This all began whilst studying where I made many contacts with bands such as local stars, Reverend and the Makers and I used my time to network and fine tune my performance skills.

Lucy Revis

BMus Music alumni

And now, probably for eight years, I've worked at Sheffield Music School. Initially, I was head of the junior department, then I took over as director in 2021 and took the music school in a completely different direction, so that it was more charitable - now it's called the Tracks Project. It’s probably one of the most important parts of my career. We work with loads of different children - vulnerable children, looked after children, children from low-income families etc, and provide free music lessons and free provision for them. I also work for Sheffield Flourish and help coordinate the The Sheffield Mental Health Guide.

Do you have any career highlights?

A highlight of the music school is probably the performance we did last year - we had our choir, our rap group, our rock bands, and our R&B groups all do a cover of Stormzy, Hide and Seek. It was just a really amazing moment where all the different children got together, from aged five to eighteen, and performed this really cool song. It's one of those jobs where you always have something nice happen, even if you’re having a tough week there's always something really great that happens.

There are a few highlights with my band as well - we played Tramlines main stage and Latitude introducing stage in the same weekend, which was really amazing. And we supported Paul Heaton at the arena which was also pretty cool.

And then a highlight of my session work is probably when I did a show completely out of my comfort zone - I did a show for a rapper called Gigs at Wembley arena. Kano and Lethal Bizzle were there which was a bit of a surreal moment, because that's the kind of music I listened to when I was younger. I usually do indie, folk or pop stuff, so it was a big moment to do something completely different.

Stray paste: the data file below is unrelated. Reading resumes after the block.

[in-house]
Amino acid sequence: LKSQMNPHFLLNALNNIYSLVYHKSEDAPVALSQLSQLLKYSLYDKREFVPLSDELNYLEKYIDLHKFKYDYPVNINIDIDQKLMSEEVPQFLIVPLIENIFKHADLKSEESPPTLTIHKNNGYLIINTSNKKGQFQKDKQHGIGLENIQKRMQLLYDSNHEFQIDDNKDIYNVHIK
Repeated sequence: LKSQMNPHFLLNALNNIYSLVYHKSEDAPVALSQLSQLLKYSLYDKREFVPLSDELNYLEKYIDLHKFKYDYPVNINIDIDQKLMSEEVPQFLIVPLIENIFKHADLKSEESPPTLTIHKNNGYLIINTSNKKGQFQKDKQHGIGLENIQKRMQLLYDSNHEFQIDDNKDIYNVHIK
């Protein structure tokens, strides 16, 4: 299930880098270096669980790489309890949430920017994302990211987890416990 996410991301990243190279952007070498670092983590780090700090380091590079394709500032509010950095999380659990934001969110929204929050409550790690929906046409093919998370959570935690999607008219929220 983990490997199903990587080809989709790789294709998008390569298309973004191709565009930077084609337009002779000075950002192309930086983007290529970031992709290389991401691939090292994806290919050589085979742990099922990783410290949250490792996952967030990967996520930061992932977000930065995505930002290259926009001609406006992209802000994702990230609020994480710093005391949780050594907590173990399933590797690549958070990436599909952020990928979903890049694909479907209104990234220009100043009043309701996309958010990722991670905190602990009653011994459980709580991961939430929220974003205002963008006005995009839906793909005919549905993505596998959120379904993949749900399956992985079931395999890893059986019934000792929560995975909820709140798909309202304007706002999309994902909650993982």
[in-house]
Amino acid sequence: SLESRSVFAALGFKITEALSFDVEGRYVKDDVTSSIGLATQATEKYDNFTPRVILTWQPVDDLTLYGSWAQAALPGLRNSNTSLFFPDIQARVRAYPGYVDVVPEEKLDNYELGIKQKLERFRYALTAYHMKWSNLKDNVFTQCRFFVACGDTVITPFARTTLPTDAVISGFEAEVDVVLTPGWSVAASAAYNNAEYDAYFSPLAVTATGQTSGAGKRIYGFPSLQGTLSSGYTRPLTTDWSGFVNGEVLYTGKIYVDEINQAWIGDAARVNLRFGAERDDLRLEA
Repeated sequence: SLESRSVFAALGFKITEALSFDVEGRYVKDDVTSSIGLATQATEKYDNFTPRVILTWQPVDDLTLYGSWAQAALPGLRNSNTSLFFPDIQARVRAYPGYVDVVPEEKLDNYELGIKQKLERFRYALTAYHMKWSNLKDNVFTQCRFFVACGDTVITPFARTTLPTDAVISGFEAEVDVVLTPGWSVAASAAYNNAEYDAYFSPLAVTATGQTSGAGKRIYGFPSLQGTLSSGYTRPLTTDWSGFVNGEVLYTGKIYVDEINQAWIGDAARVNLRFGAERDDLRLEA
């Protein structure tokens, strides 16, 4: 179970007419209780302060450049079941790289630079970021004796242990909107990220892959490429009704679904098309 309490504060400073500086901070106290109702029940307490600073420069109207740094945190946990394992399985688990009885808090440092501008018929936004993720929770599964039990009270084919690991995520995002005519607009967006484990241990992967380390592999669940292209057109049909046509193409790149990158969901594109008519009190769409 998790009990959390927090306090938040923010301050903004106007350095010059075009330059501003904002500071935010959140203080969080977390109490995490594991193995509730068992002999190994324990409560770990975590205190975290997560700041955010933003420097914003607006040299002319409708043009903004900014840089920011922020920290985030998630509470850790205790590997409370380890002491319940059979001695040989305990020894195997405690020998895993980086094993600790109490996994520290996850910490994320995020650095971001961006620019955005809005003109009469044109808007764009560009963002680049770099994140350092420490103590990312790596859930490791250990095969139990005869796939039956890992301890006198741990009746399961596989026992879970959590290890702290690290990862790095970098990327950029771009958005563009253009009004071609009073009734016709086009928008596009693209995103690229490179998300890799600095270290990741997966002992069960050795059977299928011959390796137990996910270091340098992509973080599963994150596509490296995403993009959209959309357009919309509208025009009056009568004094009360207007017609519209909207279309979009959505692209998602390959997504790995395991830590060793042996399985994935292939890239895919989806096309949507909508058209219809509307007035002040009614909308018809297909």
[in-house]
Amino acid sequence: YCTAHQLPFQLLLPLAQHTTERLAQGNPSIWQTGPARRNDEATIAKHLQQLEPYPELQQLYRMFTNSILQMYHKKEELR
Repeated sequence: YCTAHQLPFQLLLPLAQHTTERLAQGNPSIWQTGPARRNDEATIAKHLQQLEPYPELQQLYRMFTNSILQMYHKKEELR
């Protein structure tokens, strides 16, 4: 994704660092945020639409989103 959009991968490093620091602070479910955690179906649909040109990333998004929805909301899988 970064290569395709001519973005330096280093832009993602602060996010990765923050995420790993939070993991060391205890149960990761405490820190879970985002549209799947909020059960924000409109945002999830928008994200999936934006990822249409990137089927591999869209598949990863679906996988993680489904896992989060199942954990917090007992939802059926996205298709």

Group of young music students at festival

How did the course help you with your career and ambitions?

The course allowed me to see the potential for a variety of jobs in music. I have always loved to move between different projects whilst keeping music and community at the heart, and I was able to dip my toes in many different areas.

I am proud to have remained in Sheffield working hard to build more opportunities for the young people I work with and perform with other Sheffield Alumni Gina Walters and Molly Clark in our band.

I was also able to see that the careers of our tutors were varied and wide reaching which was inspiring.

Do you have any tips for Music students now?

Be as open as you can. I know it's not easy for everyone to go and talk to people all the time, but I think if you feel confident enough, go up to people and ask them what they do and get their contact details. The main thing that you can do to enhance what your lecturers are doing is to speak to people and make connections. At the end of the day, if you make a network outside of your university course, they’re the ones who will be there after you’ve graduated.

Do modules that you didn't necessarily think would be for you. I have lots of friends who didn’t end up actually going into music and are doing incredibly well in other industries. I never thought I’d end up being the director of a charity, doing the budgets and the numbers, but I love it! So, take risks as who knows what you might end up enjoying.

Search for a course

Use our search to find the right course for you.